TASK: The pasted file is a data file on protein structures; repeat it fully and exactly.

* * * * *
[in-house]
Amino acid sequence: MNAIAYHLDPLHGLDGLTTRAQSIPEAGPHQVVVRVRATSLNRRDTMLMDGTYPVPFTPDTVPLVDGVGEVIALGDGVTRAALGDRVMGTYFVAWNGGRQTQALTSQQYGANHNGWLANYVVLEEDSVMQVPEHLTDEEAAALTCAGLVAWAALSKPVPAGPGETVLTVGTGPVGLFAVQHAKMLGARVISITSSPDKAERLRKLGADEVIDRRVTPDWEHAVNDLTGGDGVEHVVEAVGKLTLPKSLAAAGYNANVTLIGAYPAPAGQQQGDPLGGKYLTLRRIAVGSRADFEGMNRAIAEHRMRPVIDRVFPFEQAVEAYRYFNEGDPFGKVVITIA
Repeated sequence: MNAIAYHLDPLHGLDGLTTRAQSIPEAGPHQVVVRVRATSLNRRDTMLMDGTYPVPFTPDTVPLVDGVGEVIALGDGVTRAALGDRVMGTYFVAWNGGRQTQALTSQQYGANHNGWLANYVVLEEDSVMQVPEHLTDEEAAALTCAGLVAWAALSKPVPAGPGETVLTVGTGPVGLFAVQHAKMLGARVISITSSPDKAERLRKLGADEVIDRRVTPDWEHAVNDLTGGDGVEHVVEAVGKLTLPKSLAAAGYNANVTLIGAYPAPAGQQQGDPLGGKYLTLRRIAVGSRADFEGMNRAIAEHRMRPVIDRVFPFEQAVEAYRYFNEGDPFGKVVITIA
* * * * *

[in-house]
Amino acid sequence: MNAIAYHLDPLHGLDGLTTRAQSIPEAGPHQVVVRVRATSLNRRDTMLMDGTYPVPFTPDTVPLVDGVGEVIALGDGVTRAALGDRVMGTYFVAWNGGRQTQALTSQQYGANHNGWLANYVVLEEDSVMQVPEHLTDEEAAALTCAGLVAWAALSKPVPAGPGETVLTVGTGPVGLFAVQHAKMLGARVISITSSPDKAERLRKLGADEVIDRRVTPDWEHAVNDLTGGDGVEHVVEAVGKLTLPKSLAAAGYNANVTLIGAYPAPAGQQQGDPLGGKYLTLRRIAVGSRADFEGMNRAIAEHRMRPVIDRVFPFEQAVEAYRYFNEGDPFGKVVITIA
Repeated sequence: MNAIAYHLDPLHGLDGLTTRAQSIPEAGPHQVVVRVRATSLNRRDTMLMDGTYPVPFTPDTVPLVDGVGEVIALGDGVTRAALGDRVMGTYFVAWNGGRQTQALTSQQYGANHNGWLANYVVLEEDSVMQVPEHLTDEEAAALTCAGLVAWAALSKPVPAGPGETVLTVGTGPVGLFAVQHAKMLGARVISITSSPDKAERLRKLGADEVIDRRVTPDWEHAVNDLTGGDGVEHVVEAVGKLTLPKSLAAAGYNANVTLIGAYPAPAGQQQGDPLGGKYLTLRRIAVGSRADFEGMNRAIAEHRMRPVIDRVFPFEQAVEAYRYFNEGDPFGKVVITIA